Malino, Indonesia

Malino (Makassar: ᨆᨒᨗᨊᨚ) is a small hill town in the Gowa district of South Sulawesi, 70 km from Makassar.[1] It is a popular getaway famous for its tropical flowers.

Kota Malino
Official seal of Malino
"City of Flower"
Malino is located in Sulawesi
Location of Malino in Sulawesi
Coordinates: 5°14′56.2″S 119°51′24.0″E / 5.248944°S 119.856667°E / -5.248944; 119.856667
Country Indonesia
ProvinceSouth Sulawesi coa.png South Sulawesi
RegencyGowa Regency
1,000−1,700 m (−4,600 ft)
Time zoneUTC+8 (WITA)
 • Summer (DST)UTC+8 (not observed)

Malino has mountains rich with limestone and pine. Various kinds of beautiful tropical plants grow and thrive in this fresh air city. Moreover, Malino also produces fruits and vegetables that grows in typical mountain slopes in Bawakaraeng. Most people of South Sulawesi still consider the mountains a sacred place and still practices local rituals there. Temperatures in Malino ranges from 10 °C to 26 °C. When it is the wet season the city is often foggy.

The journey from Makassar to this area takes about 2 hours. The Thousand Staircase Waterfall, Takapala Waterfall, Nittoh Tea Gardens and now Become Malino HighLand, Lembah Biru, Japanese Bunker Heritage, and Mount Bawakaraeng are the hallmarks of Malino. Souvenirs typical of this area are Passion fruits, glutinous lunkhead, Tenteng Malino, apples, wajik, etc. Malino is also a rice producing area for the region of South Sulawesi.

The town was the venue for the 1946 Malino Conference during the Indonesian National Revolution. The Malino II Accord was also signed there in February 2002.


Before it was renamed Malino, locals called the village 'Lapparak (ᨒᨄᨑ)'. Laparrak (ᨒᨄᨑ) in the Makassarese language means flat. The city of Malino has come to be known and increasingly popular since the Dutch colonial era, especially after the Governor-General Caron in 1927 ruled in "Celebes on Onderhorighodon" and made Malino in 1927 as a resting place for government employees.

Malino in Tumannurunga era (1320), not including the royal gowa.diri of nine Kasuwiang, or more popularly called Kasuwiang Salapanga are coordinated by Pacallaya. Ninth Kasuwiang area is part of: Kasuwiang Tombolo, Likuang, Samata, Parang-parang, Data, Agang Je'ne, Bisei, Kalling, and Sero. Area which includes 9 kasuwiang remain intact since the first king of Gowa Tumanurunga 1320 until the king of Gowa V "Karapang ri Gowa" 1420-1445 "Abd Razak Daeng Patunru. After the reign of the king of Gowa VI Tunatangkalopi, there is an attempt to expand its territory, by conquering the surrounding area, Gowa Tallo will be the Twins Kingdom.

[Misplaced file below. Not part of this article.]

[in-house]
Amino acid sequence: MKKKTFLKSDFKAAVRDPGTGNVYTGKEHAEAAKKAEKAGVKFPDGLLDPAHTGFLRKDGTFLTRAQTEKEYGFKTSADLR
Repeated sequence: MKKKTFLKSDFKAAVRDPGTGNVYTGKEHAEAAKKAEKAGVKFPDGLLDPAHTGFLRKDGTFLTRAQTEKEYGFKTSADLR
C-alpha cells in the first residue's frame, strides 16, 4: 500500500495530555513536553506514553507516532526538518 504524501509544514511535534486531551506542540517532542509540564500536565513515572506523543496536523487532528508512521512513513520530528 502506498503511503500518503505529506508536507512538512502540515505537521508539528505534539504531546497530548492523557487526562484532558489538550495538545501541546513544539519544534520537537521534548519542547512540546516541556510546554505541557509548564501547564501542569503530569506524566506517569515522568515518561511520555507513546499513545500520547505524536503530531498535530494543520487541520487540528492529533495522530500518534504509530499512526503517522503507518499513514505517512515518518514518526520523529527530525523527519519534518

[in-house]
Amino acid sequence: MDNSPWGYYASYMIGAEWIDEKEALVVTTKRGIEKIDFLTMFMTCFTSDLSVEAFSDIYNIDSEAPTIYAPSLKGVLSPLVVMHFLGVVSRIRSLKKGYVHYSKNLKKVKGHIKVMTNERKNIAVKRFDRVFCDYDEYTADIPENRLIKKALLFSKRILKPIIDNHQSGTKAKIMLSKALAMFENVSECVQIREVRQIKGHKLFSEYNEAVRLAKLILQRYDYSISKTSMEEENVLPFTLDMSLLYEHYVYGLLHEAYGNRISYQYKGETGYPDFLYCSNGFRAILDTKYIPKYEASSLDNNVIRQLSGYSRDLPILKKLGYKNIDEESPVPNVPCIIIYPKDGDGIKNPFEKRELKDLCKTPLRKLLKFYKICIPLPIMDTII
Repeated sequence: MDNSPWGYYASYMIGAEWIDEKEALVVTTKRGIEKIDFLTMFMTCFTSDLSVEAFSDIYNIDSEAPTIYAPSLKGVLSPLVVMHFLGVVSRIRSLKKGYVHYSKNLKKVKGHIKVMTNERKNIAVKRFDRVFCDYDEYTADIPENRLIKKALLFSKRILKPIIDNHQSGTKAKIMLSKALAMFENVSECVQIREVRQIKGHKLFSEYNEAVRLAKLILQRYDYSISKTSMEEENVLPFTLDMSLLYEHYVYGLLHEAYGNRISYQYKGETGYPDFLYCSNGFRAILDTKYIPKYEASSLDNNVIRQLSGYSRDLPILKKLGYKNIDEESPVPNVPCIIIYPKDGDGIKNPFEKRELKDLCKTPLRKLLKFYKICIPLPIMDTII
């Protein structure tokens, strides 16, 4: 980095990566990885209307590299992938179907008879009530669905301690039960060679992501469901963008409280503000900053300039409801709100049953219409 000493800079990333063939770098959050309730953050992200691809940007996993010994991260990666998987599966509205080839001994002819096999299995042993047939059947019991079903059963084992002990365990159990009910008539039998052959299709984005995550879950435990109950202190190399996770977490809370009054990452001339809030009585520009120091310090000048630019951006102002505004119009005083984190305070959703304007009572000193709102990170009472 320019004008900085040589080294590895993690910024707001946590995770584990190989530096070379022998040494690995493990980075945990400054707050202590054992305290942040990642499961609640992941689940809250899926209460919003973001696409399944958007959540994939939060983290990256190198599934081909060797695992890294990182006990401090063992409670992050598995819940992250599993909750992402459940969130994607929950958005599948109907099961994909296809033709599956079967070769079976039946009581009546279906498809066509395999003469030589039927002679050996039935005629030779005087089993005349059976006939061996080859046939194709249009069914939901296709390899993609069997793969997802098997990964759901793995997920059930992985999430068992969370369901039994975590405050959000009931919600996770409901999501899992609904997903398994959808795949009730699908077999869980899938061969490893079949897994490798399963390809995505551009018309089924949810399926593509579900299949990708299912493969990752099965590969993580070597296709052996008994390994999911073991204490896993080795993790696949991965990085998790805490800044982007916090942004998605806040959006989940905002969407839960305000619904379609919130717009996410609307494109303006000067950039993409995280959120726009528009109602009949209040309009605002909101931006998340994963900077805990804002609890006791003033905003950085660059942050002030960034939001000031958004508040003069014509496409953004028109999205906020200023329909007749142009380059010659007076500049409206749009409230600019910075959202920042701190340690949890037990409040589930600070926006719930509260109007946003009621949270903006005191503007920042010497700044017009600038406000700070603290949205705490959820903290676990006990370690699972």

After tunatangkalopi abdication, he was replaced by two daughters namely Batara Guru and Karaeng loe ri sero, from Twins Kingdom that appear terms Rua Karaeng Se're ata (two kings but people still a) the expansion of the territory continues to be done to the king of Gowa to VIII I know Tunijallo ri pekere passukki.

Malino ConferenceEdit

The Dutch organised a conference in the Sulawesi town of Malino in July 1946 as part of their attempt to arrange a federal solution for Indonesia. From the end of World War II, Indonesian Republicans had been trying to secure Indonesian Independence from the Dutch colonial control.

The Dutch invited thirty-nine Indonesian representatives of the local rulers (rajas), Christians, and several other ethnic groups of Kalimantan and East Indonesia who supported the idea of some form of continuing Dutch connection. However, the Dutch had not anticipated the level of support amongst the Indonesians for genuine autonomy. The conference resulted in plans for a state in Kalimantan and another for East Indonesia.


Horticultural industry, industrial estates and agro industry has penetrated into this area, specifically in the area of Malino, Capital District Tinggimoncong is excellent tourism in South Selawesi. Areas that are above an altitude of 1,500 meters are also a major supplier of horticulture crops to Makassar and its surroundings, even the results of part of this plantation has been exported to several countries in Asia and Europe. All of these either directly or indirectly increase the income of the population, so that people will prosper, in addition to the migration to this area increased from year to year.


  1. ^ "Forestry Tourism Site". Archived from the original on 2010-01-08. Retrieved 2009-01-21.

Coordinates: 5°14′48″S 119°51′43″E / 5.24667°S 119.86194°E / -5.24667; 119.86194